Book love: No Impact Man

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I bloody love a library.  When I worked in my local town, I used to go all the time in my lunch break.  These days, by the time I find a moment to return the books I’ve borrowed, I’ve usually run up the equivalent of a small mortgage in fines.  So I don’t go as often.  Which is a shame.  Because what is better than a whole ‘bookstore’ of random books that you don’t have to pay for?! Nothing. It’s epic.  

It was as a result of a random library grab that  I ended up  reading “No Impact Man” by Colin Beavan.   Changed my life.  Bit dramatic, yes, but not wholly inaccurate.  It’s just brilliant.  (Link to the book is below.)

I confess to not being the most environmentally conscientious of persons in the past. Lights stayed on. Recycling was a pain and generally the eco warriors could hug as many trees as they liked but that wasn’t gonna keep stop me running my fossil fuelled central heating full blast the moment the temp dropped below 20 degrees Celsius.  I like my crib warm, yo! 

But this dude, Colin, looked around his central New York apartment with his wife and kid and decided to take their standard high consumer lifestyle and radically change it for one year to produce no waste. None.  Not a scrap of waste or rubbish produced – that was the aim. And he documented the whole thing.  It’s brilliant. And hilarious. And really inspirational. So much so that I after I returned it to the library, I actually bought it.  On kindle. So no waste.  And I’ve read it repeatedly since. 

Although I do not aspire to live a completely waste free life – Colin’s experiment was a tad extreme – it does mean I now question the choices I make. It led to me deciding not to buy any more ‘new’ clothes. I have now, for several years, tried to buy my clothes only in charity and second hand shops.  Therefore I don’t contribute to the constant cycle of production and waste.  I wear what others have already discarded. There are some exceptions to this rule – underwear, socks etc. Or when I’ve desperately needed a really good fitting pair of jeans RIGHT NOW!  But I would say that about 99% of time now, my clothes are second hand.  And you know what?  Best thing I’ve ever done.  I have more fun shopping (coz you never know what you’re gonna find) and I have spent a ton less cash.  It also means I get to shop a lot more because I know it’s not going to break the bank.  I’ve started getting rather picky which means the quality of clothing I now buy is exponentially better than it otherwise would be.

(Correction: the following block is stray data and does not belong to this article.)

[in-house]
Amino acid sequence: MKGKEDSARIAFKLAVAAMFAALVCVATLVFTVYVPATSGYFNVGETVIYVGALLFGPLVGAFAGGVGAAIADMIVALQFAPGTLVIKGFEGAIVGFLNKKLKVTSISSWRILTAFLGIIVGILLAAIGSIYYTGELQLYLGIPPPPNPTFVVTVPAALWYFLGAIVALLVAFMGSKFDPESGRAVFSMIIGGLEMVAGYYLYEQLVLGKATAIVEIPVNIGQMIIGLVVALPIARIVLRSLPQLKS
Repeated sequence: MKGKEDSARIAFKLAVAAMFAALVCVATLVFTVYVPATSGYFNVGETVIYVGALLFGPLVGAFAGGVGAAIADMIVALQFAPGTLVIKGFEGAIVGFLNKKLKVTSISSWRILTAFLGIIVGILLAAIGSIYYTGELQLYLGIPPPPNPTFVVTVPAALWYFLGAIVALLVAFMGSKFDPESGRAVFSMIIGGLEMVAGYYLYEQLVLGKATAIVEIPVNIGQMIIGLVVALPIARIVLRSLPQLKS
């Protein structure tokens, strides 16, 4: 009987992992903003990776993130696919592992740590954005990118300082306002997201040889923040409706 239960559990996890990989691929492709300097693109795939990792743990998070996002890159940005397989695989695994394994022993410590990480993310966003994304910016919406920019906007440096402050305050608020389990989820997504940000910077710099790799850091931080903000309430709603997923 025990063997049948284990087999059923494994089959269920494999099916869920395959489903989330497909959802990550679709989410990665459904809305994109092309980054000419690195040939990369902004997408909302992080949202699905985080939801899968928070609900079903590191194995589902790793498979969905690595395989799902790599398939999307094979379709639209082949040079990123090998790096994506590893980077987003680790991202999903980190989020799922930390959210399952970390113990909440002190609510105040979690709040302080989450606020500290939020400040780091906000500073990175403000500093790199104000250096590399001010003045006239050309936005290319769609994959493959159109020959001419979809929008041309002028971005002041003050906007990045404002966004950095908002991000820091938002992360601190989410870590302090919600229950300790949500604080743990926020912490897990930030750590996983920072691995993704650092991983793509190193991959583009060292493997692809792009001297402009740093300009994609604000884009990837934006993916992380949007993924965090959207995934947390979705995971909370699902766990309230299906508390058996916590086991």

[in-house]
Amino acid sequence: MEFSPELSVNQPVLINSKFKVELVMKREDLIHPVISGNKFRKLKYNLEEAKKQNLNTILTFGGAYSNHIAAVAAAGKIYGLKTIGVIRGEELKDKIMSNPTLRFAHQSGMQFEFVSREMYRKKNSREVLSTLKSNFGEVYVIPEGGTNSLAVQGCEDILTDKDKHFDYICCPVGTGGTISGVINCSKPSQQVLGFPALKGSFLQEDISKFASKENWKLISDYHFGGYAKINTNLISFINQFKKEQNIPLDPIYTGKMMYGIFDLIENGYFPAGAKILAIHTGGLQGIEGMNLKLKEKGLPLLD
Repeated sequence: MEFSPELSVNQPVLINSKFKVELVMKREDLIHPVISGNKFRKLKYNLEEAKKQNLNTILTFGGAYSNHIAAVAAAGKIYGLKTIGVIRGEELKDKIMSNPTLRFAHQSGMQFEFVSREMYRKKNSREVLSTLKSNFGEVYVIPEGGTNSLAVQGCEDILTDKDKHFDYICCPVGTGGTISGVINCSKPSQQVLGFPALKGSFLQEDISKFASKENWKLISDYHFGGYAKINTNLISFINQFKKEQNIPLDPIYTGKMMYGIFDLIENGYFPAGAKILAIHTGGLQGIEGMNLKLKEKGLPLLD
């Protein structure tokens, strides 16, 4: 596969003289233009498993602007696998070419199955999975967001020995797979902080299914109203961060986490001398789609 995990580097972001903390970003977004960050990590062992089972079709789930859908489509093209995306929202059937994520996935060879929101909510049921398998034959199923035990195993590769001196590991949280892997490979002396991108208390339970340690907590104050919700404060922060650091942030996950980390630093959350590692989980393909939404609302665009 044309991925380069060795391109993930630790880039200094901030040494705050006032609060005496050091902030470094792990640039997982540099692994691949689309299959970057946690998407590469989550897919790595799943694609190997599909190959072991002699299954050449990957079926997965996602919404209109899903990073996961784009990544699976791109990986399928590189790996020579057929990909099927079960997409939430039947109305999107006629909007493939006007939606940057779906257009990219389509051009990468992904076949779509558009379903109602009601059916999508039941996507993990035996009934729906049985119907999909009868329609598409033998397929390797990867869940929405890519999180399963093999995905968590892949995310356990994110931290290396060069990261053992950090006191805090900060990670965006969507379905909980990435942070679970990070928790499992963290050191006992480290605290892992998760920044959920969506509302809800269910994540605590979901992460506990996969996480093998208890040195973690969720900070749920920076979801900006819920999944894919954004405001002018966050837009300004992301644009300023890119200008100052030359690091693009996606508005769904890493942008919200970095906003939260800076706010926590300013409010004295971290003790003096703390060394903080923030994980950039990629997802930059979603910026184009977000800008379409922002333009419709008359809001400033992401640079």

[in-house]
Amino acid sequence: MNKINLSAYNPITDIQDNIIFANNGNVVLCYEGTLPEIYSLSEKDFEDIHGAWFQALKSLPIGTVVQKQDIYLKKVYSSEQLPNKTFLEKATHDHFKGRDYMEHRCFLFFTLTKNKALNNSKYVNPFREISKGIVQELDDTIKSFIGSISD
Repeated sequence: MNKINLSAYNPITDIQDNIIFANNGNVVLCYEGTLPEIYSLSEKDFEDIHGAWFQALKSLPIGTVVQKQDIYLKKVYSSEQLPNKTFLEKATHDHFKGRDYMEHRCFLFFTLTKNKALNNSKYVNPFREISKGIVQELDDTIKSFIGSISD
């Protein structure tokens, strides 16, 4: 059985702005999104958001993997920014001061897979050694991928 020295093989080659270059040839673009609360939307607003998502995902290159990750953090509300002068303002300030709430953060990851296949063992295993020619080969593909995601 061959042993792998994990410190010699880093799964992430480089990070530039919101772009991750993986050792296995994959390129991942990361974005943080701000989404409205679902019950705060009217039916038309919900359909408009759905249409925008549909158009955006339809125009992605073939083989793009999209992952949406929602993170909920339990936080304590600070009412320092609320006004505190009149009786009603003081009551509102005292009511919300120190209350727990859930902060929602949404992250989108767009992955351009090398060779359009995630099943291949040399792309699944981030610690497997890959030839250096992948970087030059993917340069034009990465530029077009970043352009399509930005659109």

Take yesterday – I picked up a Ted Baker top and dress from Oxfam.  £13.98 they cost me.  Together.  £6.99 each. And I thought that was quite pricey compared to what I usually pay.  But I decided to treat myself!

I get to wear Superdry , Jack Wills, Hollister, Joules and quite a lot of Hobbs stuff for work.  If you’re in the market for something specific, eBay is a good bet.  Although eBay tends to be pricier and you can’t try on obviously, so it’s a bit of a risk.  I’ve had some disasters (black  A-line skirt which gaped at the waist and hung unattractively around my ankles at the bottom as an example. Ugh) but mostly it’s pretty good. The only thing I’ve struggled to find is a good quality fitted black jacket for work.  If it becomes urgent I will buy it new, but I’m loathe to do that coz I know I will find the right one eventually. I always do.  

So thank you No Impact Man.  There’s so much else in the book that I would like to implement but this one small change is brilliant.  And I get to feel genuinely smug when I see how much my sister spends on clothes.  Because I’m nice like that!  

(Linky link to book:


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